2. Get in a cab first thing in the morning with a hundred dollar bill (I am writing this in y2000 before U.S. dollars became worthless) and no change. If you insist on paying with a huge bill, the driver will have to go to a convenience store and you will have to wait...or else you'll take all the driver's change (more bad karma).

3. Take a cab from a hotel taxi stand for a short (2-6 block) trip. Triple karmic penalty if it's in the slow middle part of the day, just around check out time, and the cabs have been waiting for hours to get to the head of the line and take someone to the airport. Much better: if you plan a short trip, walk to the nearest busy street and hail your own cab...maybe even one that's heading for the back of the hotel line but hasn't officially joined it.

I've discussed these three cab crimes with many drivers. They agree that ignorant customers cause them a lot of pain with the first two tricks, but most disagree with number three: they say that it's a customer's right to take a cab for as short a trip as s/he wants, and that a good driver will be philosophical and in the course of a day long and short trips even out, unless the guy ahead of them is illegally filtering by asking "Where are you going?" and sending the short trips down the line...

Nevertheless I avoid the hotel lines because right or wrong I don't like dealing with a lot of attitude. My friends have called me codependent with regard to cab drivers; what do you think (having read this)?

From my observation, the biggest challenges the drivers face aren't the cab crimes, but: (1) the two rush hours (when they can stay busy all the time and make money) are too far apart: to work both rush hours from start to finish is a very long day, hard on the spine; (2) fighting with the dispatchers, and the constantly changing equipment, to get enough jobs to make a living.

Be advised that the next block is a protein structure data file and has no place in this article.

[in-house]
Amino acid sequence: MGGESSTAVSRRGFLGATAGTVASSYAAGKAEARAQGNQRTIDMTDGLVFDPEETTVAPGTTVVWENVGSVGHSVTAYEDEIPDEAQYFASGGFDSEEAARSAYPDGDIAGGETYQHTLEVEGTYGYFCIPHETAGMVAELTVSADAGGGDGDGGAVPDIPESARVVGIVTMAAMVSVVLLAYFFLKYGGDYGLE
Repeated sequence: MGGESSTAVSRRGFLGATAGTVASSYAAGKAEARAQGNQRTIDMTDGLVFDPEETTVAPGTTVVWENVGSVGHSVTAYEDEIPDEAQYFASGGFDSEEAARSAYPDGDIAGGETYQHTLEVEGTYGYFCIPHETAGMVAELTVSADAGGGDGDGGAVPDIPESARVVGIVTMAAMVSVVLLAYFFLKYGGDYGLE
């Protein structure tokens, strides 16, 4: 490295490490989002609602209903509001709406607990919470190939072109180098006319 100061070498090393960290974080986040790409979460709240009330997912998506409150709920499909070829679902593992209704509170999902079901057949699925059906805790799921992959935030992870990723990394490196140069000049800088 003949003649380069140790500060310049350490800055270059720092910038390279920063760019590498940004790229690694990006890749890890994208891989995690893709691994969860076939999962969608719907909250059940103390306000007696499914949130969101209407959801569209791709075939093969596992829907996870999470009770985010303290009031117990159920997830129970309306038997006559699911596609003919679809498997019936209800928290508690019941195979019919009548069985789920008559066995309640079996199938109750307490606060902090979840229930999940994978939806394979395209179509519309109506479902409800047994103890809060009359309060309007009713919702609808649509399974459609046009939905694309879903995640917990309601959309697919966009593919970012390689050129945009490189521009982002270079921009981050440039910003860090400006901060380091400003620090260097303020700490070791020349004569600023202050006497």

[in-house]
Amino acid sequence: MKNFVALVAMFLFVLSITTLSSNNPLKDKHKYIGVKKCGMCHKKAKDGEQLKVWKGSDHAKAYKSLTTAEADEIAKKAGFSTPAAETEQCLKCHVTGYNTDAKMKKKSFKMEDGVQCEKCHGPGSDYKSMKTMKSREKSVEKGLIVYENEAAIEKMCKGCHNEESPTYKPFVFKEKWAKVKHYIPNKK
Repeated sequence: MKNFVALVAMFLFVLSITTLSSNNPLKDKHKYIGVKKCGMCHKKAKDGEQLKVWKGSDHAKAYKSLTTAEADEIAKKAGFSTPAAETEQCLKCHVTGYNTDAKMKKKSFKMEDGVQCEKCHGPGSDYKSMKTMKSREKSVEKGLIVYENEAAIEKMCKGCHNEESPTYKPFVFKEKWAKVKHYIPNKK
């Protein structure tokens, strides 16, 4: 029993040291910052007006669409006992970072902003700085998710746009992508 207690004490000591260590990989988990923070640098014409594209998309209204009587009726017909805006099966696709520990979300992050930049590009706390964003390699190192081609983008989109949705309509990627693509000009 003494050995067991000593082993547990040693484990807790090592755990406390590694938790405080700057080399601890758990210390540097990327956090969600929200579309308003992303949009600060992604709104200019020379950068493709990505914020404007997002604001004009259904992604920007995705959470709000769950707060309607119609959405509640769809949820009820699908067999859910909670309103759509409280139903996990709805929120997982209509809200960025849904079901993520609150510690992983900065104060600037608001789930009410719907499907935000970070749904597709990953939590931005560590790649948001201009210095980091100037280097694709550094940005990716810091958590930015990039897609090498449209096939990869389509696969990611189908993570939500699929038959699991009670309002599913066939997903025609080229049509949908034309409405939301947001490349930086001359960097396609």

Cab drivers' absolute favorite weather (for business) tends to be below-freezing cold with no precipitation. People look outside and see it's clear and decide to go somewhere, but then when they get out they're so cold they decide to hail a cab. Yet on the dry streets the cabs can drive fast. Cab drivers also like rain, it's also good for business, but then they have to drive more slowly and look to their windshield wiper blades. Here in the northeastern US cabs don't like heavy snow: many customers stay home, driving is much more slow and dangerous than in rain, and over the course of a long snow storm the streets get narrower and narrower...

I resent journalists who quote cab drivers (to fill out an article or column) in lieu of getting out there and doing actual research. Cab drivers aren't the person on the street, they're in cars doing their jobs...

Rather than asking a cab driver to finish up your stupid article, ask about the current dispatching or radio equipment (it'll be right in front of you) and how new it is and what the driver thinks of it. The technology is constantly changing (with consequent high stress) and the general trend is to reduce the amount of time the drivers can talk to each other, and increase the amount of time that they're responding to orders on a screen. Other topics of conversation: Does the driver own the cab medallion? Does s/he always use the same cab or is this cab from a pool? Is this the beginning or end of the driver's day? What towns does this cab company chiefly work in? Are there too many cabs in town or just about the right amount? Is the dispatcher fair or does s/he play favorites (or) how long has it been since the dispatcher drove a cab out on the street?

Cab drivers only have a couple of urgent questions for you. They'll want to know if the driver ahead of them illegally turned you down after asking your destination. Most importantly, if you're in town for a convention they'll want to know its name, start and end dates, and official hotels...all to help them plan their hanging-out-waiting-for-work spots.

Silence (when riding in a cab) is perfectly OK too. Speaking of which...